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Fact Check: Are Vaccinated People Just As Likely To Spread COVID-19 As Unvaccinated People?


Dr. Katie Spalding


Dr. Katie Spalding

Freelance Writer

Katie has a PhD in maths, specializing in the intersection of dynamical systems and number theory.

Freelance Writer

infected person in crowd

Vaccination reduces your chances of spreading COVID-19 for one pretty glaring reason. Image Credit: Lightspring/Shutterstock

The COVID-19 pandemic may have claimed nearly five million lives so far, but there’s one group of people for which it’s been a real boon: conspiracy theorists. Does the vaccine cause miscarriages? (No.) Can’t I take ivermectin instead? (No, and you’d better prepare yourself for some seriously unappealing side effects.) And of course, everybody’s favorite: what about that rapper’s cousin’s friend’s gigantic balls?

Another one you may have heard is the idea that vaccinated people are “just as likely” to spread the virus as unvaccinated people. Sometimes this is said out of an overabundance of caution – as in, “the reason I haven’t left my house in three months despite being fully vaccinated is because vaccinated people are just as likely to spread the virus as unvaccinated people” – and sometimes it’s said to justify a complete lack of it – you know, “why should I bother getting vaccinated when vaccinated people are just as likely to spread the virus as unvaccinated people?” But either way, it’s a misunderstanding of the facts – so let’s take a look at what’s really going on.


“Let me make one thing clear: Vaccinated people are not as likely to spread the coronavirus as the unvaccinated,” writes Craig Spencer, an emergency-medicine physician and director of global health in emergency medicine at New York Presbyterian/Columbia University Medical Center, in The Atlantic last week.

“Even in the United States, where more than half of the population is fully vaccinated, the unvaccinated are responsible for the overwhelming majority of transmission.”

It’s not hard to see where the confusion has come from: the last six months or so has been a whirlwind of conflicting headlines, after all. First, we had the director of the CDC Rochelle Walensky saying on national TV that “vaccinated people do not carry the virus.” Then, the scientific community almost immediately pushed back, with a CDC spokesperson pointing out to the New York Times that “the evidence isn’t clear whether they can spread the virus to others", and there’s really no vaccine in the world that has 100 percent effectiveness like that.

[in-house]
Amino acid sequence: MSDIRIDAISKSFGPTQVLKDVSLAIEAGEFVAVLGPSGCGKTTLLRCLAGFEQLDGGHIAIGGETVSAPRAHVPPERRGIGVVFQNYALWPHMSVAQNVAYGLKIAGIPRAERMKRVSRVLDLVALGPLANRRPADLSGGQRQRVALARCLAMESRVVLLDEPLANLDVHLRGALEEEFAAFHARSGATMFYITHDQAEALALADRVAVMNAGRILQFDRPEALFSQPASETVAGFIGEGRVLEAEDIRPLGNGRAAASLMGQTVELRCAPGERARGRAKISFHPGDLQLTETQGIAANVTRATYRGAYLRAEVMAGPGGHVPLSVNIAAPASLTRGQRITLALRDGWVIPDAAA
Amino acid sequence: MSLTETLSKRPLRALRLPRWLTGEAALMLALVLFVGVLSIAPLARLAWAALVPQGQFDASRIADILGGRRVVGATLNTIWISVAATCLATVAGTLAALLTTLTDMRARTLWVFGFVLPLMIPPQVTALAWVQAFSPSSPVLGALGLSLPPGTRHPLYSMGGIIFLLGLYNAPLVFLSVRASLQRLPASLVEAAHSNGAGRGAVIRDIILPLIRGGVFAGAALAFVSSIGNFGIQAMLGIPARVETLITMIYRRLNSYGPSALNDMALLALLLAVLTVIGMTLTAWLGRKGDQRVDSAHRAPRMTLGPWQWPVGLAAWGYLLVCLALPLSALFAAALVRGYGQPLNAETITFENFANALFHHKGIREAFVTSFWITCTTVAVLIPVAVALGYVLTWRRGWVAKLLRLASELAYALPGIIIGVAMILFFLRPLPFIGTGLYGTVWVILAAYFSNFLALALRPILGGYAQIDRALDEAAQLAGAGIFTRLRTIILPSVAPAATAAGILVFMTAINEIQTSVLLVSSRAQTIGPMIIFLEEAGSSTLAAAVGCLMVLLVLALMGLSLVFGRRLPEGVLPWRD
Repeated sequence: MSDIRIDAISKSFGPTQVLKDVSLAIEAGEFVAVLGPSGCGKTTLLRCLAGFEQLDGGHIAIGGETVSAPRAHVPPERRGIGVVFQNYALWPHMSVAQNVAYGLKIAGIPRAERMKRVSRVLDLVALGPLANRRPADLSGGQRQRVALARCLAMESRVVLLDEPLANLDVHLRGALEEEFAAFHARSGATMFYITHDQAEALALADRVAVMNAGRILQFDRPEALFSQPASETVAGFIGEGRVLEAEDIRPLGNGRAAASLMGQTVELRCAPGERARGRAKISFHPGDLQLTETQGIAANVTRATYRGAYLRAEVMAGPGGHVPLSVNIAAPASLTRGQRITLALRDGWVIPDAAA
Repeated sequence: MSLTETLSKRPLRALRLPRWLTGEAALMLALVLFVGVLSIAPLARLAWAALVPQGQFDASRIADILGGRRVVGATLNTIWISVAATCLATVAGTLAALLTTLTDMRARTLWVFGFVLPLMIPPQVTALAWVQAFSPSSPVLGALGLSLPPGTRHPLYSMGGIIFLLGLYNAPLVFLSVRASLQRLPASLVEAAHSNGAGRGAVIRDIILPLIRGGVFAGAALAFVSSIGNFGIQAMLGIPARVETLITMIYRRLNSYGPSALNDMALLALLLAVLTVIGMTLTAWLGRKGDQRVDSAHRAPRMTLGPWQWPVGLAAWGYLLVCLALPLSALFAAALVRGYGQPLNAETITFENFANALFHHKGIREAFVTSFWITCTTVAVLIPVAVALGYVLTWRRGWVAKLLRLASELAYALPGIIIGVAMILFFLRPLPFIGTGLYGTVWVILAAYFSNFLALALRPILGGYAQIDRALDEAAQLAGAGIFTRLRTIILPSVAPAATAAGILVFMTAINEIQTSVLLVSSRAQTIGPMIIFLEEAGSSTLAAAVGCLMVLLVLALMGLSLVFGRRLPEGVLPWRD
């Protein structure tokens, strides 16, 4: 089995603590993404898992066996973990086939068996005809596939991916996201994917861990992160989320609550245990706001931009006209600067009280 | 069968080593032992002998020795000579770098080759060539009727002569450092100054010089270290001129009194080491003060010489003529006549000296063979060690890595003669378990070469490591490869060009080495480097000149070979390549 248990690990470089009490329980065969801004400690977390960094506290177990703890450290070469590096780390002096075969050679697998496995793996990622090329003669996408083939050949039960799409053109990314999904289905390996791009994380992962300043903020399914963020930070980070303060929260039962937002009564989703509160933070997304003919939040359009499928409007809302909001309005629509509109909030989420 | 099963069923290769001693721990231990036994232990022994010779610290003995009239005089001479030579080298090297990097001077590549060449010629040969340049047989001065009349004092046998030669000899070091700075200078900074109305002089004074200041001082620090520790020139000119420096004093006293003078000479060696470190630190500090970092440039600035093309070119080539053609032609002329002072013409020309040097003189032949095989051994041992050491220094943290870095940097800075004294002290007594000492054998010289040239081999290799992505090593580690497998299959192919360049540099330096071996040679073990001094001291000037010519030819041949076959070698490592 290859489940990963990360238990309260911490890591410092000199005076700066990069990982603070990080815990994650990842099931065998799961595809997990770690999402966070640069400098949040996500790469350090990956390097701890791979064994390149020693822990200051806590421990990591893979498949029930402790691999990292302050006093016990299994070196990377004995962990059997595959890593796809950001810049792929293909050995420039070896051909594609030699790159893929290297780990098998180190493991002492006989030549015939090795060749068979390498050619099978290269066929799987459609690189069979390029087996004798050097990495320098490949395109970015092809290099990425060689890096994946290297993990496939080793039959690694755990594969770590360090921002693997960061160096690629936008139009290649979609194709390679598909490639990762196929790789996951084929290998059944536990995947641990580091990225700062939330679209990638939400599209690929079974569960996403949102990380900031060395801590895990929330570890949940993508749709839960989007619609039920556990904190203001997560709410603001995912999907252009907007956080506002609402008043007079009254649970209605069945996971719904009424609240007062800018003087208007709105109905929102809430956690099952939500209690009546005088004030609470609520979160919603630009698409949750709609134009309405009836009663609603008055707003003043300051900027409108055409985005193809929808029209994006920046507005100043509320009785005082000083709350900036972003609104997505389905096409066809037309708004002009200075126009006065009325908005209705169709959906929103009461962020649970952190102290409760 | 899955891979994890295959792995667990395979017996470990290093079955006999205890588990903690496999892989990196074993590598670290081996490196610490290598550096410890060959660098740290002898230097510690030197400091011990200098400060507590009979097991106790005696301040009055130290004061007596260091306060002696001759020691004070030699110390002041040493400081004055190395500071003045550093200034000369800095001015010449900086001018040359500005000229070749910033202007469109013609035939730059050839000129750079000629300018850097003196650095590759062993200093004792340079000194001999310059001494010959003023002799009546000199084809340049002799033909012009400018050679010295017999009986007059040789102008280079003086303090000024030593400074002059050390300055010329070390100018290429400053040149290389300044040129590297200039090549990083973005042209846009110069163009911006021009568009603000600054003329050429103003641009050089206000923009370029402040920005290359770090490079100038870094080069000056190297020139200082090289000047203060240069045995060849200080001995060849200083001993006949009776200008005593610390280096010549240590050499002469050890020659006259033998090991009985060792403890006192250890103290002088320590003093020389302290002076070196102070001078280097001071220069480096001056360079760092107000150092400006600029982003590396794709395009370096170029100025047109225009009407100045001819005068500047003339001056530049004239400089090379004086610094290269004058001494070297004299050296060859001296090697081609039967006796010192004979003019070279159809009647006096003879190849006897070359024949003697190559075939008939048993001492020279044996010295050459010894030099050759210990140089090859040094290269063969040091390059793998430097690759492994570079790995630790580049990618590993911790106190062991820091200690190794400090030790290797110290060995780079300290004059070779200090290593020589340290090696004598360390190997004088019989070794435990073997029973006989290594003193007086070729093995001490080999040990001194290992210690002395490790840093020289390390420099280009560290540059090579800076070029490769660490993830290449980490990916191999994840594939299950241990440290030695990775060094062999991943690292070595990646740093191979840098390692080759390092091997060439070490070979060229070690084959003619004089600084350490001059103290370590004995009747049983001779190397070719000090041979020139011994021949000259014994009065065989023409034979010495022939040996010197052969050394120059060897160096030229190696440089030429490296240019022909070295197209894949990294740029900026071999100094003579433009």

Pair that with the news that COVID-19 cases are rising among the double-vaccinated – in some hospitals, unvaccinated cases are even becoming the minority – and it’s easy to get confused.


So what’s going on? Well, the problem here isn’t so much to do with science or statistics as it is to do with language. The statement that “vaccinated people are just as likely to spread the virus as unvaccinated people” might be true if you’re talking about vaccinated people who are infected with COVID-19, but if you’re talking about vaccinated people as a whole – both healthy and currently infected with the virus – then it’s not true at all.

“This framing [misses] the single most important factor in spreading the coronavirus: To spread the coronavirus, you have to have the coronavirus,” explains Spencer. “And vaccinated people are far less likely to have the coronavirus – period.”

“Additionally, for those instances of a vaccinated person getting a breakthrough case, yes, they can be as infectious as an unvaccinated person,” he added. “But they are likely contagious for a shorter period of time when compared with the unvaccinated, and they may harbor less infectious virus overall.”

Spencer likened the effect of vaccination on the spread of COVID-19 to a rampage through a city: in unvaccinated populations, he said, “the virus travels unhindered on a highway with multiple off-ramps and refueling stations. In the vaccinated, it gets lost in a maze of dead-end streets and cul-de-sacs.”


“Every so often, it pieces together an escape route, but in most scenarios, it finds itself cut off, and its journey ends,” he explained. “It can go no further.”

To put it another way: when 30 people met at a party back in July and spread the Delta variant around, it was the six vaccinated guests who managed to avoid infection. The other 24 guests, therefore, were definitely more likely to spread the virus, purely because they got it and the vaccinated group didn’t – and you can’t spread an illness you don’t have.

“Despite concern about waning immunity, vaccines provide the best protection against infection,” wrote Spencer. “And if someone isn’t infected, they can’t spread the coronavirus. It’s truly that simple”



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